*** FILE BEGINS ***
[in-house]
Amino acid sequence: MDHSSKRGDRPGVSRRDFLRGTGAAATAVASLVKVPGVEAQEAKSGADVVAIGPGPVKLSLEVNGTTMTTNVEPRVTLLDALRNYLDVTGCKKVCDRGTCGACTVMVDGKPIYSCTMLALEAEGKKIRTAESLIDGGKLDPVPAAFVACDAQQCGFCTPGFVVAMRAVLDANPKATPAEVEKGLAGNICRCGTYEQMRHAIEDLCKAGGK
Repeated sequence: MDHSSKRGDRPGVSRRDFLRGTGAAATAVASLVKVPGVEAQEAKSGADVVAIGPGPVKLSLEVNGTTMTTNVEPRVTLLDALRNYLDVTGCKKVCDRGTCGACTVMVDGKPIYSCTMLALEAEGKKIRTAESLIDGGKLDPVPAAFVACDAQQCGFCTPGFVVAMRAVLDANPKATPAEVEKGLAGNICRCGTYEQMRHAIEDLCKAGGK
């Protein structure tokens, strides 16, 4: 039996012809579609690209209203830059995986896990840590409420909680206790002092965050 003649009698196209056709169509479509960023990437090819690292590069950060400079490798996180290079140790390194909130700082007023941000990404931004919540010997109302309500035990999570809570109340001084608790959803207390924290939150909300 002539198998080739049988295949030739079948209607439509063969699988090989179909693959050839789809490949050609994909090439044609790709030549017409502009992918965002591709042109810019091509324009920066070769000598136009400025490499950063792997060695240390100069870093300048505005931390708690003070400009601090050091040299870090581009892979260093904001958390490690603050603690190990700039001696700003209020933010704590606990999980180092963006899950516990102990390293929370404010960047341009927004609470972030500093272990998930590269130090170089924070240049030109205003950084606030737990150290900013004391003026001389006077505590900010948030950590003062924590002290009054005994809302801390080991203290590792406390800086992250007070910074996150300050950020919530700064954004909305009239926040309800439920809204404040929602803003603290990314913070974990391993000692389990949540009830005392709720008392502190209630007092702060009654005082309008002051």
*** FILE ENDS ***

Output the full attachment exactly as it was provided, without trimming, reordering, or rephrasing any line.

[in-house]
Amino acid sequence: MDHSSKRGDRPGVSRRDFLRGTGAAATAVASLVKVPGVEAQEAKSGADVVAIGPGPVKLSLEVNGTTMTTNVEPRVTLLDALRNYLDVTGCKKVCDRGTCGACTVMVDGKPIYSCTMLALEAEGKKIRTAESLIDGGKLDPVPAAFVACDAQQCGFCTPGFVVAMRAVLDANPKATPAEVEKGLAGNICRCGTYEQMRHAIEDLCKAGGK
Repeated sequence: MDHSSKRGDRPGVSRRDFLRGTGAAATAVASLVKVPGVEAQEAKSGADVVAIGPGPVKLSLEVNGTTMTTNVEPRVTLLDALRNYLDVTGCKKVCDRGTCGACTVMVDGKPIYSCTMLALEAEGKKIRTAESLIDGGKLDPVPAAFVACDAQQCGFCTPGFVVAMRAVLDANPKATPAEVEKGLAGNICRCGTYEQMRHAIEDLCKAGGK
């Protein structure tokens, strides 16, 4: 039996012809579609690209209203830059995986896990840590409420909680206790002092965050 003649009698196209056709169509479509960023990437090819690292590069950060400079490798996180290079140790390194909130700082007023941000990404931004919540010997109302309500035990999570809570109340001084608790959803207390924290939150909300 002539198998080739049988295949030739079948209607439509063969699988090989179909693959050839789809490949050609994909090439044609790709030549017409502009992918965002591709042109810019091509324009920066070769000598136009400025490499950063792997060695240390100069870093300048505005931390708690003070400009601090050091040299870090581009892979260093904001958390490690603050603690190990700039001696700003209020933010704590606990999980180092963006899950516990102990390293929370404010960047341009927004609470972030500093272990998930590269130090170089924070240049030109205003950084606030737990150290900013004391003026001389006077505590900010948030950590003062924590002290009054005994809302801390080991203290590792406390800086992250007070910074996150300050950020919530700064954004909305009239926040309800439920809204404040929602803003603290990314913070974990391993000692389990949540009830005392709720008392502190209630007092702060009654005082309008002051």